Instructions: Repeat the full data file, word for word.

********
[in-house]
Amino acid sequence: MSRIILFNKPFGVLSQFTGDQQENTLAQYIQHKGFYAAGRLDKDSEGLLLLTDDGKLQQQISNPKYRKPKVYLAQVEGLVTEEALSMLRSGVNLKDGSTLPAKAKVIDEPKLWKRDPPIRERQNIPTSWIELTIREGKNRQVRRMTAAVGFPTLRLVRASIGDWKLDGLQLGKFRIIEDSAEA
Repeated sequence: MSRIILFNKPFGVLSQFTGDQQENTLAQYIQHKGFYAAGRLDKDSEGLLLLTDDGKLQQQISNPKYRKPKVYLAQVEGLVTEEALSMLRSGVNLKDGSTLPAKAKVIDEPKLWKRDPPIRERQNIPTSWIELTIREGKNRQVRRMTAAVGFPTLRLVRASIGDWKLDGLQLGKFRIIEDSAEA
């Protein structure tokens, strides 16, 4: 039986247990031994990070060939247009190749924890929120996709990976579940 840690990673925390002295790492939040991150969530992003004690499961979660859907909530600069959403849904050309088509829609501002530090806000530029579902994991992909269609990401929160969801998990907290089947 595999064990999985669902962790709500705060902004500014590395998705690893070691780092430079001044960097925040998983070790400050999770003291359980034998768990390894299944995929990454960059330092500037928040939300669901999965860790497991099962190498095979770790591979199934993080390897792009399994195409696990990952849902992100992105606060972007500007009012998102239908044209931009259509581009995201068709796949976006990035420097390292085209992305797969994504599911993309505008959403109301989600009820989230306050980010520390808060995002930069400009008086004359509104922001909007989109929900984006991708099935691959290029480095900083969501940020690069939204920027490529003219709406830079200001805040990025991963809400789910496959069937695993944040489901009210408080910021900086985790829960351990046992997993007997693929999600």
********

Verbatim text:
[in-house]
Amino acid sequence: MSRIILFNKPFGVLSQFTGDQQENTLAQYIQHKGFYAAGRLDKDSEGLLLLTDDGKLQQQISNPKYRKPKVYLAQVEGLVTEEALSMLRSGVNLKDGSTLPAKAKVIDEPKLWKRDPPIRERQNIPTSWIELTIREGKNRQVRRMTAAVGFPTLRLVRASIGDWKLDGLQLGKFRIIEDSAEA
Repeated sequence: MSRIILFNKPFGVLSQFTGDQQENTLAQYIQHKGFYAAGRLDKDSEGLLLLTDDGKLQQQISNPKYRKPKVYLAQVEGLVTEEALSMLRSGVNLKDGSTLPAKAKVIDEPKLWKRDPPIRERQNIPTSWIELTIREGKNRQVRRMTAAVGFPTLRLVRASIGDWKLDGLQLGKFRIIEDSAEA
């Protein structure tokens, strides 16, 4: 039986247990031994990070060939247009190749924890929120996709990976579940 840690990673925390002295790492939040991150969530992003004690499961979660859907909530600069959403849904050309088509829609501002530090806000530029579902994991992909269609990401929160969801998990907290089947 595999064990999985669902962790709500705060902004500014590395998705690893070691780092430079001044960097925040998983070790400050999770003291359980034998768990390894299944995929990454960059330092500037928040939300669901999965860790497991099962190498095979770790591979199934993080390897792009399994195409696990990952849902992100992105606060972007500007009012998102239908044209931009259509581009995201068709796949976006990035420097390292085209992305797969994504599911993309505008959403109301989600009820989230306050980010520390808060995002930069400009008086004359509104922001909007989109929900984006991708099935691959290029480095900083969501940020690069939204920027490529003219709406830079200001805040990025991963809400789910496959069937695993944040489901009210408080910021900086985790829960351990046992997993007997693929999600």